A new study has found that sepsis accounts for nearly a quarter of newborn deaths in India, with most episodes occurring within 3 days of birth. The study also found that the infecting pathogens are marked by an alarming degree of antimicrobial resistance.
The results come from the Delhi Neonatal Infection Study, a prospective cohort study of more than 88,000 live births recorded at three tertiary care hospitals in New Delhi from July 2011 to February 2014. The study was published in the Lancet Global Health.
From those 88,636 live births, 13,530 newborns were enrolled in the study after admission to a neonatal intensive care unit (NICU), and 1,934 received a final diagnosis of sepsis. The incidence of total sepsis was 14.3%, and nearly two-thirds of cases occurred within 72 hours of birth. Sepsis was the underlying cause of death in 24% of the enrolled newborns who died during the study.
Sepsis occurs when the body has an immediate, systemic, and overwhelming reaction to an infection. It most often occurs in people older than 65 or under age 1 and in patients with weakened immune systems or chronic medical conditions like diabetes. According to the study, sepsis is one of the three most common causes of neonatal deaths globally.
While most infection-related deaths in the neonatal period occur in low- and middle-income countries like India, up until now there data have been lacking on neonatal sepsis rates in these countries. The authors say this lack of data has prevented public health officials in India from recognizing neonatal sepsis as an area of serious concern and implementing measures to prevent it.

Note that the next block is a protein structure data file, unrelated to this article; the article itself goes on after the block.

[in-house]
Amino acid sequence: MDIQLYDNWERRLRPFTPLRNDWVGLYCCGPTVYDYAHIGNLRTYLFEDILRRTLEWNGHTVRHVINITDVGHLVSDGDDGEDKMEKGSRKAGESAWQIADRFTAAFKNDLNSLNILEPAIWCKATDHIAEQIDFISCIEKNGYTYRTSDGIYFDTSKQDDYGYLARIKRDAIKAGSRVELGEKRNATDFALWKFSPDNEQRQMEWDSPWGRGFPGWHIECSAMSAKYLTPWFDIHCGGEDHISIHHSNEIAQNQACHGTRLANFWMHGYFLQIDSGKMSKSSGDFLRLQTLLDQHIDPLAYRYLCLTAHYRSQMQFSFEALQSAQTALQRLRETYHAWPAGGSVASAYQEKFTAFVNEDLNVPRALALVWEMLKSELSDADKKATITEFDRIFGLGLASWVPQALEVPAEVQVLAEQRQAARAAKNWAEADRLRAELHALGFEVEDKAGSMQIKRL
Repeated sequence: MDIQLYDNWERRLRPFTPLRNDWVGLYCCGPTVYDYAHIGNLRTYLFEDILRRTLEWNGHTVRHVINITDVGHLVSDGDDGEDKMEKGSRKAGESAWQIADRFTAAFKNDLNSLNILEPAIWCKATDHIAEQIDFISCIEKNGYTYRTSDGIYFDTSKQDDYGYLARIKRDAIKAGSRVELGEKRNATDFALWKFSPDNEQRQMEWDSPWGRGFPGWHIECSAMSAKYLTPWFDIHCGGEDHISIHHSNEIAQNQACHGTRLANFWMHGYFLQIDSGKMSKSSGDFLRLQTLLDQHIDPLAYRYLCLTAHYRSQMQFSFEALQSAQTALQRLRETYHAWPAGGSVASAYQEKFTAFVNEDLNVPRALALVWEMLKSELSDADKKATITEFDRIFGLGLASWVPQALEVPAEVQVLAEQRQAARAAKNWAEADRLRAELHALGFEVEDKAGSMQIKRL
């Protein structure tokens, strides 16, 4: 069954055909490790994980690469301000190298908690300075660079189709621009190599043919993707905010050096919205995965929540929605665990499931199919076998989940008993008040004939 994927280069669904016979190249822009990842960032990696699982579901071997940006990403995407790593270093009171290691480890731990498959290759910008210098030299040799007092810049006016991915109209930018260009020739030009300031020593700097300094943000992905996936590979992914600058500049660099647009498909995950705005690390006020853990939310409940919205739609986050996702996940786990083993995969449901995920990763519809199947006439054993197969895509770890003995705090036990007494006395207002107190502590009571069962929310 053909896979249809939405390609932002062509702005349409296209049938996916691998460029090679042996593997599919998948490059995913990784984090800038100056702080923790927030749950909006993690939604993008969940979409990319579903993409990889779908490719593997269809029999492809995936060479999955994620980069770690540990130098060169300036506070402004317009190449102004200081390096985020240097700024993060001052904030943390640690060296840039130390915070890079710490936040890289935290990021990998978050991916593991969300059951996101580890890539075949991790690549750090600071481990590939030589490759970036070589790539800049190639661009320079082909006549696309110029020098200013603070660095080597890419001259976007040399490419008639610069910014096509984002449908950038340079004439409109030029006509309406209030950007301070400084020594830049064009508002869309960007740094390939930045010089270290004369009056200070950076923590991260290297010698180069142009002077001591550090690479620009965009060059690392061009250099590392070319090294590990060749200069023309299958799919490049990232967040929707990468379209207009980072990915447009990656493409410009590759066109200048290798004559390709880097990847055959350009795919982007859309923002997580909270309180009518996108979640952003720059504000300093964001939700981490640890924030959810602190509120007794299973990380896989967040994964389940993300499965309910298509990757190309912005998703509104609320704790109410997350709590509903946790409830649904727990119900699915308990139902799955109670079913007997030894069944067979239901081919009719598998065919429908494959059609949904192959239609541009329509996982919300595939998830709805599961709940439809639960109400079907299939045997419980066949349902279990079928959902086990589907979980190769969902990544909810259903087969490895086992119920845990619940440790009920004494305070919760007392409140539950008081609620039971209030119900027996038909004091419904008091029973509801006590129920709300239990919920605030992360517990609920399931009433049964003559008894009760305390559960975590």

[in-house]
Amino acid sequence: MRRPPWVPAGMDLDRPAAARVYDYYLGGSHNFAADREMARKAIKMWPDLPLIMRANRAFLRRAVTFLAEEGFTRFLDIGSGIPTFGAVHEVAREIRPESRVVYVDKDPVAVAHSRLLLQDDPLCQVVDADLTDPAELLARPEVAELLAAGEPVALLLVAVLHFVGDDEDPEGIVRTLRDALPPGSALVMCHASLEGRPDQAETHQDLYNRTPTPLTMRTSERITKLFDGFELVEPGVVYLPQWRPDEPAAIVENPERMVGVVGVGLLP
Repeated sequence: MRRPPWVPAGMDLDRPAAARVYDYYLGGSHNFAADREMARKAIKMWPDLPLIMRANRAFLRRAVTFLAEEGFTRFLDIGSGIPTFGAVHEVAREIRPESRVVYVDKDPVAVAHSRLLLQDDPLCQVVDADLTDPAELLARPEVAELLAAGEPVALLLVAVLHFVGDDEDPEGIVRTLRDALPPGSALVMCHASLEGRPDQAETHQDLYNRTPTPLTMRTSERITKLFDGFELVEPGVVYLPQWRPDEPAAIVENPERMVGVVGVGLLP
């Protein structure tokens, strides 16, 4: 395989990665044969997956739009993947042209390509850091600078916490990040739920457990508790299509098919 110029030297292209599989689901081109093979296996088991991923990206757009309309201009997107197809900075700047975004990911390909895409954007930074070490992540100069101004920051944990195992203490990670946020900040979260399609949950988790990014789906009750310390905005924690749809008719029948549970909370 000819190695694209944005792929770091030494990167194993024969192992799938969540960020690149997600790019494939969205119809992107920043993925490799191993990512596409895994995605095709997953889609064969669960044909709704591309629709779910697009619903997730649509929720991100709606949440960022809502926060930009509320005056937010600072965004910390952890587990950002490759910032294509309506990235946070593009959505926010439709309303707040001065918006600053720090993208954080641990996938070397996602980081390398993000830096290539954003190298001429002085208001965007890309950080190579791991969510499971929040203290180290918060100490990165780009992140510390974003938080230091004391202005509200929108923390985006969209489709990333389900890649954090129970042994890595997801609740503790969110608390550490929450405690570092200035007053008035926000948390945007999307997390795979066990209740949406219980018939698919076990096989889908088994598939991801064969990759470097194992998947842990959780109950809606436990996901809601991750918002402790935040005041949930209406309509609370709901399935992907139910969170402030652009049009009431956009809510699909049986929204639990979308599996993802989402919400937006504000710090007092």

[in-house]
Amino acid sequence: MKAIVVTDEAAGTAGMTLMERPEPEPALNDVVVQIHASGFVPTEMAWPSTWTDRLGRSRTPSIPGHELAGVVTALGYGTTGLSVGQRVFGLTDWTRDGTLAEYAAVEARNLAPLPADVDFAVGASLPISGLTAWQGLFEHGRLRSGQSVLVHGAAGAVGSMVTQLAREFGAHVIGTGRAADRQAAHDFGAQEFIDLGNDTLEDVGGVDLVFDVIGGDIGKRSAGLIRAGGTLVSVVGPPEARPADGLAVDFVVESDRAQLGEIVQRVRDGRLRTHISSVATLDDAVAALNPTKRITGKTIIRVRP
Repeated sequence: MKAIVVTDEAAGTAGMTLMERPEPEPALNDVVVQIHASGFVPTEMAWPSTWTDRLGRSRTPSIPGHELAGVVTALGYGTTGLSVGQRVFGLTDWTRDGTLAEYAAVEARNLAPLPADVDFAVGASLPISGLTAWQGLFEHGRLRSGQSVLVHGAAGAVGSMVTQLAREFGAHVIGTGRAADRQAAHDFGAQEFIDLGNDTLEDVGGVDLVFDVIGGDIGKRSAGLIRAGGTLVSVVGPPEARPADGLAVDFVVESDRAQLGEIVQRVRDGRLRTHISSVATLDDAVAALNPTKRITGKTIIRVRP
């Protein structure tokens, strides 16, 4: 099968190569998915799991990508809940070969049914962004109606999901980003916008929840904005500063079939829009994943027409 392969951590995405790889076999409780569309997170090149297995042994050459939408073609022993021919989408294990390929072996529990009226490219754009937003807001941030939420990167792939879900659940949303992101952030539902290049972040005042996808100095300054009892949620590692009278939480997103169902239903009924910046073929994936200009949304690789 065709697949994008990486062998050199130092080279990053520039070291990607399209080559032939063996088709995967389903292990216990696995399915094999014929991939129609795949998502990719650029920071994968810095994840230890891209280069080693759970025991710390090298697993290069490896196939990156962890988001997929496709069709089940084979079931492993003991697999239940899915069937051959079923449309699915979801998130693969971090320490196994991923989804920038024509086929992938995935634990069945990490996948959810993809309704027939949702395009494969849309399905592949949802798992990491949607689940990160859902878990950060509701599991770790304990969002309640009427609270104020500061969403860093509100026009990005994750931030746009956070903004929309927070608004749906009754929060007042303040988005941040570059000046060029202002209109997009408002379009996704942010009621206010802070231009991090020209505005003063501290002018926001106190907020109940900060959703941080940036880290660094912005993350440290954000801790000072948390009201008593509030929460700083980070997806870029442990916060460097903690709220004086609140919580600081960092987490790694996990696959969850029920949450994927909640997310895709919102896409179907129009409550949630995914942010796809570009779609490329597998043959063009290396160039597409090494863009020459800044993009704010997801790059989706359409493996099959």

High rates of multidrug resistance
In addition to the high rate of sepsis observed, the authors were also surprised by the level of antimicrobial resistance they found among the infected newborns. Analysis of clinical isolates found that 64% were gram-negative bacteria, with Acinetobacter spp (22%) being the most common, followed by Klebsiella (17%) and Escherichia coli (14%).
High rates of multidrug resistance were observed in all three pathogens, with 82% of Acinetobacter isolates, 54% of Klebsiella isolates, and 38% of E coli isolates displaying resistance both to commonly used antibiotics and more sparingly used extended-spectrum cephalosporins and carbapenems.
According to an accompanying commentary, estimates indicate that 56,524 newborns in India die each year from bacteria that are resistant to first-line antibiotics.
While the death rate of sepsis caused by resistant pathogens was only slightly higher than that of sepsis caused by susceptible pathogens, the authors noted their findings add to concerns about the spread of antimicrobial resistance in India—where antimicrobial prescribing is high—and what it could mean for the future of neonatal care in the country's hospitals. "The high rates of multidrug resistance…in the three common Gram-negative bacteria threaten the return of preantibiotic era in Indian NICUs," they wrote.
"Our study highlights the need to undertake research to understand the pathogenesis of early-onset sepsis and to devise measures to prevent related morbidity and mortality," the authors concluded. "The findings also serve as a yet another wake-up call for global action to curb the escalating menace of antimicrobial resistance."
Sep 13 Lancet Glob Health study
Sep 13 Lancet Glob Health commentary